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Jenson Button


At this hectic stage of the season, Formula 1 drivers are given a few weeks off between races. Luckily, Jenson Button used that time wisely by telling ShortList how he keeps on top of the demanding fitness levels required to control an F1 car at speeds of more than 200mph.

Are there specific exercises you do as an F1 driver to get you used to being cooped up in a car?

The cockpit is very tight; there is very little movement inside – only my arms and a small bit of head movement – if I could move more I would get severely hurt from the G-force. We work a lot on general strength in the winter, focusing on the bits that move as well as core conditioning. I also focus a lot more now on body alignment, stretching and prehabilitation [injury prevention] between races to ensure that I’m in the best possible shape for the next race.

F1 drivers get really hot during races – what training do you do to combat the heat?

I spend a lot of time in Japan and Hawaii, which can be very hot and humid, so I’m used to those conditions. I also ensure I arrive at such races with enough time to acclimatise.

There’s a lot of mental focus in your sport – how do you prepare for that?

I have a routine to ensure I’m focused over a race weekend. It ranges from travel arrangements to hotels I stay at, places I eat at and food I consume. It’s complex and varied but it works for me.

Talking of food, do you have to be strict with what you eat?

I follow a very strict diet. This has been modified over recent years and I consume very few carbohydrates. If I’m training I tend to have some in the morning, if I’m not training I will aim not to consume any. Those that I do eat tend to be natural – fruits and vegetables – rather than refined. I supplement my training with protein; I consume fish oils with meals and also use multivitamins, as I cannot really afford to be unwell.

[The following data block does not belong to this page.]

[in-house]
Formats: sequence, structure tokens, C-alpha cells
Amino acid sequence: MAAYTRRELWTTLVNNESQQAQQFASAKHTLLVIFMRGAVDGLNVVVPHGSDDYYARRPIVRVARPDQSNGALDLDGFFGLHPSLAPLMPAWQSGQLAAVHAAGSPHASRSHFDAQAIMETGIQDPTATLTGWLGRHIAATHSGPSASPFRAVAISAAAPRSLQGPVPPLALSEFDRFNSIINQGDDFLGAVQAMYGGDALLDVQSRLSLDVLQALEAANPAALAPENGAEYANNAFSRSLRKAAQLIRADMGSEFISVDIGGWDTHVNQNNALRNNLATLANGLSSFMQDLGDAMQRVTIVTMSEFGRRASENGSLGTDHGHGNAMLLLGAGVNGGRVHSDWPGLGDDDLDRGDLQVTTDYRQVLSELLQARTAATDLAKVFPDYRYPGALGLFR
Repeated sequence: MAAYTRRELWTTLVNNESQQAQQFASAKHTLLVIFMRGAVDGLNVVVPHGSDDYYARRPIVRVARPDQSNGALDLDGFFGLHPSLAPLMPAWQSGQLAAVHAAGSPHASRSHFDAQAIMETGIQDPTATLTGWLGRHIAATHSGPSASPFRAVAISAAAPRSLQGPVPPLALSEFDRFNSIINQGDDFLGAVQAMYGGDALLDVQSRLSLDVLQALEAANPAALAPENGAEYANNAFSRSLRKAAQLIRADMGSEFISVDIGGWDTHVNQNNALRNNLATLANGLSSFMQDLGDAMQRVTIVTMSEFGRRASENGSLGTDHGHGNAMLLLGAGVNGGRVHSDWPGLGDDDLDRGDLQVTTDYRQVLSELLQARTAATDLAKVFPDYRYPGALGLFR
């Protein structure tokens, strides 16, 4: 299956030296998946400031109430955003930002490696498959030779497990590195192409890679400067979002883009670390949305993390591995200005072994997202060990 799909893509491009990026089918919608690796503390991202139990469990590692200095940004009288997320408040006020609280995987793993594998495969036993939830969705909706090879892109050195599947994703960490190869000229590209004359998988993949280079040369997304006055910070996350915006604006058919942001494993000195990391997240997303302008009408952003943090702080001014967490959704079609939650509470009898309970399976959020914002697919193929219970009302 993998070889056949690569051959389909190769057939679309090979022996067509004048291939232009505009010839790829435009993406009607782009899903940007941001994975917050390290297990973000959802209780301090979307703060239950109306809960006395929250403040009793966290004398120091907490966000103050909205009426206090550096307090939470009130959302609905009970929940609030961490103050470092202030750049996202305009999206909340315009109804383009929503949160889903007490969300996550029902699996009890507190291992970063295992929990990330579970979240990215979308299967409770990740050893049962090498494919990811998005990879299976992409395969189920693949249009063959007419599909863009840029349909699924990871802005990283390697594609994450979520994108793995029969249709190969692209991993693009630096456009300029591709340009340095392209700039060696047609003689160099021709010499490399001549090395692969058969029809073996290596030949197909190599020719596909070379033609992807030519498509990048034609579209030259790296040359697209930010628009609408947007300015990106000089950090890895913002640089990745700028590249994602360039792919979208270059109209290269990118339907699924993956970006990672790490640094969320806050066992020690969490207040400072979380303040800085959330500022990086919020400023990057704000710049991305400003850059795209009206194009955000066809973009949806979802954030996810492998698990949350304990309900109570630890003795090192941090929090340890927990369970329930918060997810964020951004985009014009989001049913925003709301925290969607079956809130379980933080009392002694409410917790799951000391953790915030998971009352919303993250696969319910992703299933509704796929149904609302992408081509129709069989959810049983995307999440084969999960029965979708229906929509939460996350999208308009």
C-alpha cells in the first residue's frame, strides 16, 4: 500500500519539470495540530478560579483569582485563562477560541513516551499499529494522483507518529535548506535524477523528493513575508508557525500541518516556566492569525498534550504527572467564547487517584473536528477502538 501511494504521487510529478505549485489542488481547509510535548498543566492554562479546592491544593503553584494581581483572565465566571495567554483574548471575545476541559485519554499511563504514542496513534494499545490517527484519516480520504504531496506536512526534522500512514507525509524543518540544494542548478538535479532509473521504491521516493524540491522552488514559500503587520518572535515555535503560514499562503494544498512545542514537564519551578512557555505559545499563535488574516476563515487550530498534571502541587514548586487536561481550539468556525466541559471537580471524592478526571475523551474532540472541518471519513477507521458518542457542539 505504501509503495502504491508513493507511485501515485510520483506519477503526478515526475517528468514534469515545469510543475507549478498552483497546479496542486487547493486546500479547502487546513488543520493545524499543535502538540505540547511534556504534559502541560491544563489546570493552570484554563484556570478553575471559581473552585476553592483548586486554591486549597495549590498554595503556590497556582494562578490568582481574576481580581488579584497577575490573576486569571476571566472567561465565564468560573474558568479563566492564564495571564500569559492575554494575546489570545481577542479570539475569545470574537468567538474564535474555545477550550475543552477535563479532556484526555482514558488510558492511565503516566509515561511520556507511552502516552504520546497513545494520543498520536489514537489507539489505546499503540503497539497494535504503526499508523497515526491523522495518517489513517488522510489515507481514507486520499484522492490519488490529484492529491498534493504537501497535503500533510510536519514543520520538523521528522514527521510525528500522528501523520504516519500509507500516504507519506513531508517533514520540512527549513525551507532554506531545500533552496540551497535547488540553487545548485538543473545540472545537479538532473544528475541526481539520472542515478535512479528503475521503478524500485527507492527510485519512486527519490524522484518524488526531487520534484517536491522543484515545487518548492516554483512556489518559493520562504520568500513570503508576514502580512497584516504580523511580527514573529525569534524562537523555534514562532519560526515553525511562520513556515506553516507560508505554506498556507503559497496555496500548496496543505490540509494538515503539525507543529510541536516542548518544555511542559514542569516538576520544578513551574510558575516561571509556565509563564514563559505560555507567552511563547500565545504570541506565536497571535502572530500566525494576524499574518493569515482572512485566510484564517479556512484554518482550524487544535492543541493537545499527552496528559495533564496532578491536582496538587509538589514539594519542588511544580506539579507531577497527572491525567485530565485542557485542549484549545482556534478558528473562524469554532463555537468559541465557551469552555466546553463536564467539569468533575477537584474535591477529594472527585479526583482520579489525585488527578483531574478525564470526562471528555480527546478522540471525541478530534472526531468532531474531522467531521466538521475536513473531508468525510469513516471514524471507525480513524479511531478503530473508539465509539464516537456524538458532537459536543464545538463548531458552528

What kind of gym work do you do?

I train very hard and aim to average approximately 10 hours a week. This is primarily cardiovascular in nature, which helps to keep my weight down. Strength and conditioning is also included, but has a tendency to put weight on so it needs to be closely monitored.

What’s the most extreme measure you’ve gone to in training?

I competed in a half Ironman in Miami two years ago. That was tough as the run was very hilly. Half Ironmans are extreme, as they are five hours of pushing yourself to the limit. I’ve been doing triathlons for six years, too. They are a great form of cross-training for races as they use the entire body.

Do you use any gadgetry or machines to assist your workouts?

As much as possible. F1 drivers love gadgets: heart-rate monitors, speedometers, video analysis have all been used. I’ve actually just purchased a new piece of kit that will help me measure power output on the bike, which I’m very excited about.

What about hydration – what energy drinks do you use and what do you avoid?

Lucozade/GSK has created a drink formula specific to drivers’ own taste and requirements. We have two race formulas: one geared towards ambient temperatures and one for hot, humid races. They have a special formula to minimise fluid and electrolyte loss while ensuring we get the energy we need. I avoid fizzy, sugary drinks.

Jenson’s killer tip

No matter what sport you’re doing, always ensure you’re adequately hydrated – aim for a minimum of 500ml every hour to ensure there’s no drop in your performance.

Take on Button in The Jenson Button Trust Triathlon, 19 Aug; jensonbutton.com



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